By Paul Ciocoiu
Romania President Traian Basescu appointed Victor Ponta, head of the Social Democrat Party (PSD), the country’s largest opposition party, to form a new government after the coalition executive led by Mihai Razvan Ungureanu was unseated Friday (April 27th) in a no-confidence vote.
Ungureanu, a former director of the Romanian foreign intelligence, took over only two months ago, after the previous coalition government, led by Emil Boc, submitted its resignation amid a wave of public dissatisfaction with the austerity measures it had to take.
Ungureanu’s government fell after 235 MPs voted in favor of the no-confidence motion, symbolically named “Stop this blackmailable government! This, no more!”
His defeat also came after a significant wave of defections from the former main ruling party, the Liberal Democrat (PDL). Ponta, who laid the basis of an alliance with the center-right National Liberal Party (PNL) in February 2011, will have to form a government in ten days and then seek a confidence vote in parliament.
The change of power in Bucharest comes six months before the parliamentary elections scheduled for November and amid ongoing evaluation missions of the IMF that Romania signed a framework agreement with in March 2011.
One hour after the fall of Ungureanu’s government, the Romanian lei hit its lowest value on record versus the euro, amid the political uncertainty and worries concerning the economic stability. The IMF delegation has postponed a scheduled visit to the country, pending negotiations for a new government.
“I think this vote of confidence was a bad decision. The just-appointed Ungureanu government should have been allowed to finish his mandate,” Septimius Pirvu, vice president of the Pro Democracy Association, a leading Romanian NGO, told SETimes.
“This political move casts doubt on the stability of the process of preparing the elections in November,” Pirvu said. “Last but not the least, the former opposition, now in power, already signaled its opposition to the agreement with the IMF and thus the negotiations with the international creditors could catch a new shape.”
But the Social Democrats played down these concerns.
“This is a new beginning. Today’s success bodes well for Romania,” Georgian Pop, a Social Democrat lawmaker, told SETimes. “The difference between the previous government and the new one will be seen in the governing manner and I think we can make the difference and solve the country’s current problems.”
Pirvu said the cohabitation between a left and a right wing party is not going to last. “This alliance between the Social Democrats and the Liberals may break up as quickly as it was formed. Their cohabitation can last only for the sole purpose of maintaining the two parties in power. In a decent democracy, with traditional political values, such an alliance would not exist,” Pirvu said.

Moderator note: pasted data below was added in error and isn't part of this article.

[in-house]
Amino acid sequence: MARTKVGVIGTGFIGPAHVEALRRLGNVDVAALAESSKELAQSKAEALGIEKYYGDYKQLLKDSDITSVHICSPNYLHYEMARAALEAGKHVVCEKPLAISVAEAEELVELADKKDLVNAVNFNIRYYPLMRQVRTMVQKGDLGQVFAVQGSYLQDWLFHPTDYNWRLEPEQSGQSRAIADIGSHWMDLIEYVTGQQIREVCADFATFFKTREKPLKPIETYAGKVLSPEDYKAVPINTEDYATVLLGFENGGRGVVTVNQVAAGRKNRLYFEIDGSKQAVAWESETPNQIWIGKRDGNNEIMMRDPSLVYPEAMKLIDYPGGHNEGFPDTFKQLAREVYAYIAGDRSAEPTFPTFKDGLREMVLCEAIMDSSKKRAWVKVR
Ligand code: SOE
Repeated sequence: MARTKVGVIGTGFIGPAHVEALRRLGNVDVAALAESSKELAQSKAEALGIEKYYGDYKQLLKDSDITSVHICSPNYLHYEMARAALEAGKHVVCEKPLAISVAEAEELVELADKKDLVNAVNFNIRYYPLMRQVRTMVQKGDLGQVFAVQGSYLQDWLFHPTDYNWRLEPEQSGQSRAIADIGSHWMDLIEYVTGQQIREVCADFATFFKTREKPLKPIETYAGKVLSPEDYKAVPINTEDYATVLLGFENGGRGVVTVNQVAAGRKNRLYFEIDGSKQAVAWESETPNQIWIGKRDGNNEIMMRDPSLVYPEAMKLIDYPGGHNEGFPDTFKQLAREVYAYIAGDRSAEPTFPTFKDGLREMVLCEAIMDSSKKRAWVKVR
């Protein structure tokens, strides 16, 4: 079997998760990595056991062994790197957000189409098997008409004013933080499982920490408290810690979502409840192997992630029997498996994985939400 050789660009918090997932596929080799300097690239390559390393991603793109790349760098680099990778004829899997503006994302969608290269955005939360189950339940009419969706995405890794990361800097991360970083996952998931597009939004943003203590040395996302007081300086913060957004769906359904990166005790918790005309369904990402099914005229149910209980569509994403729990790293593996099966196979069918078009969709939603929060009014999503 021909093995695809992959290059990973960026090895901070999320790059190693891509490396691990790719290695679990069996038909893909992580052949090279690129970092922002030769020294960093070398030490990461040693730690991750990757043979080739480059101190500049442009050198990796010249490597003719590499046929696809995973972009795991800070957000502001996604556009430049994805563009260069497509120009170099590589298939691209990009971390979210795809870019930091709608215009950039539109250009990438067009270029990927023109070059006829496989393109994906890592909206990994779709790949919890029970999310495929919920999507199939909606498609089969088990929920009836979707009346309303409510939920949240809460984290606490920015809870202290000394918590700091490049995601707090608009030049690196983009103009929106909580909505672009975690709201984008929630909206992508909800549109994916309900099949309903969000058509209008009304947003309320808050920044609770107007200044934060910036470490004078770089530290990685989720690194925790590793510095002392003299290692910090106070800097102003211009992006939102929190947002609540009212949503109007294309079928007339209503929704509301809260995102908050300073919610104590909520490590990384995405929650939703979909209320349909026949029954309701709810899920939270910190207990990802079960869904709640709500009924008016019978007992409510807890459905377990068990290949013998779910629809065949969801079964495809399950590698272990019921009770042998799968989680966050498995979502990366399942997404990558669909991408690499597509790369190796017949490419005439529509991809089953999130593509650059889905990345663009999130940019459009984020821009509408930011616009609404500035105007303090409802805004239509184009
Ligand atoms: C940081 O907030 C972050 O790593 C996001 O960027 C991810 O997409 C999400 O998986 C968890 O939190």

A previous such experience, when the center-right Liberal Democrats joined forces with the Social Democrats in a coalition government in December 2009, lasted less then a year.
In a bid to calm the markets, Basescu said the country is financially secure. “There is no reason to panic on the markets because Romania has a consistent financial buffer at the finance ministry which it can cope with any kind of events,” he said.
If approved, many challenges are ahead for the Ponta government, which will have to bring back the public employees’ salaries to the level before the severe 25% cut amid the austerity measures. Ungureanu had already signaled one of the main missions of this government would be restoring the salaries in the public sector which many associated with an electoral move.
In the streets, the change at the helm of the government is business as usual. “I am not surprised. Romanian politics have earned itself this reputation of going against the grain,” Vasile Florea, a 67-year-old pensioner in Bucharest, told SETimes.
“This is why I do not see the point of a change in government six months before the very elections or a change of a government that only inherited austerity and set as a declarative goal to reverse it. I am starting to wonder whom this victory really belongs to after all. The new coalition in power may regret dearly it has come to power the very moment when the citizens’ expectations have reached the highest,” he said.
|Enjoy the article? Then please consider donating today to ensure that Eurasia Review can continue to be able to provide similar content.|